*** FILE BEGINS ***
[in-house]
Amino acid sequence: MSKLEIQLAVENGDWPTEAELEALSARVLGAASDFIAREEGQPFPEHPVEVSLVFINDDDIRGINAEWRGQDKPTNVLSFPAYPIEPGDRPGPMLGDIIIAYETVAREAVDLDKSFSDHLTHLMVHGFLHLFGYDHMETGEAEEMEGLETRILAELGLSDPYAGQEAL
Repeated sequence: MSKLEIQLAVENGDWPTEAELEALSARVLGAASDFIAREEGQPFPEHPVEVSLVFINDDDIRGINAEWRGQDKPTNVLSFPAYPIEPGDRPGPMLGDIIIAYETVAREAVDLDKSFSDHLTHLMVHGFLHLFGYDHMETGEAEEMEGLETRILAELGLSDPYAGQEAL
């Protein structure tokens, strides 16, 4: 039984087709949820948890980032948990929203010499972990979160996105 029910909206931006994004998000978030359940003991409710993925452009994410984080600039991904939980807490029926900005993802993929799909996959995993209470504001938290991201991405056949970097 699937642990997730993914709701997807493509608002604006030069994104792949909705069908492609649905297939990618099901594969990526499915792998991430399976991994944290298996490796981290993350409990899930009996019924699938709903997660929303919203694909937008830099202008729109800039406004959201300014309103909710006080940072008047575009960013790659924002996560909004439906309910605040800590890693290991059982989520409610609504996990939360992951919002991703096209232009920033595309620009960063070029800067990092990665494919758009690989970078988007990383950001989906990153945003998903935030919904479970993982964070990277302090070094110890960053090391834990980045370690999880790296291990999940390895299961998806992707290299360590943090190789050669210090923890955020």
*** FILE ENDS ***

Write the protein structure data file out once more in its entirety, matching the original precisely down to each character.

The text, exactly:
[in-house]
Amino acid sequence: MSKLEIQLAVENGDWPTEAELEALSARVLGAASDFIAREEGQPFPEHPVEVSLVFINDDDIRGINAEWRGQDKPTNVLSFPAYPIEPGDRPGPMLGDIIIAYETVAREAVDLDKSFSDHLTHLMVHGFLHLFGYDHMETGEAEEMEGLETRILAELGLSDPYAGQEAL
Repeated sequence: MSKLEIQLAVENGDWPTEAELEALSARVLGAASDFIAREEGQPFPEHPVEVSLVFINDDDIRGINAEWRGQDKPTNVLSFPAYPIEPGDRPGPMLGDIIIAYETVAREAVDLDKSFSDHLTHLMVHGFLHLFGYDHMETGEAEEMEGLETRILAELGLSDPYAGQEAL
């Protein structure tokens, strides 16, 4: 039984087709949820948890980032948990929203010499972990979160996105 029910909206931006994004998000978030359940003991409710993925452009994410984080600039991904939980807490029926900005993802993929799909996959995993209470504001938290991201991405056949970097 699937642990997730993914709701997807493509608002604006030069994104792949909705069908492609649905297939990618099901594969990526499915792998991430399976991994944290298996490796981290993350409990899930009996019924699938709903997660929303919203694909937008830099202008729109800039406004959201300014309103909710006080940072008047575009960013790659924002996560909004439906309910605040800590890693290991059982989520409610609504996990939360992951919002991703096209232009920033595309620009960063070029800067990092990665494919758009690989970078988007990383950001989906990153945003998903935030919904479970993982964070990277302090070094110890960053090391834990980045370690999880790296291990999940390895299961998806992707290299360590943090190789050669210090923890955020």